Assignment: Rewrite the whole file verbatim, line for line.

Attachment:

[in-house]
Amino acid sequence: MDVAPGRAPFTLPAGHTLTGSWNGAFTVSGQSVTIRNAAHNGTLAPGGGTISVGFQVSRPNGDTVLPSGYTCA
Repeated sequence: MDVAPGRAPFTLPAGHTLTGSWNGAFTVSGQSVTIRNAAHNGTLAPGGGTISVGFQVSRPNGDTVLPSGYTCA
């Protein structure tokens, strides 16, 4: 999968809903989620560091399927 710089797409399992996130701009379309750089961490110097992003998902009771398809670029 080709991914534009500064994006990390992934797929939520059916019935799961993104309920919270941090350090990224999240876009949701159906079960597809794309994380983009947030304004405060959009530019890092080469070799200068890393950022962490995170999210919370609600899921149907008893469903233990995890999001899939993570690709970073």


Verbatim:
[in-house]
Amino acid sequence: MDVAPGRAPFTLPAGHTLTGSWNGAFTVSGQSVTIRNAAHNGTLAPGGGTISVGFQVSRPNGDTVLPSGYTCA
Repeated sequence: MDVAPGRAPFTLPAGHTLTGSWNGAFTVSGQSVTIRNAAHNGTLAPGGGTISVGFQVSRPNGDTVLPSGYTCA
């Protein structure tokens, strides 16, 4: 999968809903989620560091399927 710089797409399992996130701009379309750089961490110097992003998902009771398809670029 080709991914534009500064994006990390992934797929939520059916019935799961993104309920919270941090350090990224999240876009949701159906079960597809794309994380983009947030304004405060959009530019890092080469070799200068890393950022962490995170999210919370609600899921149907008893469903233990995890999001899939993570690709970073």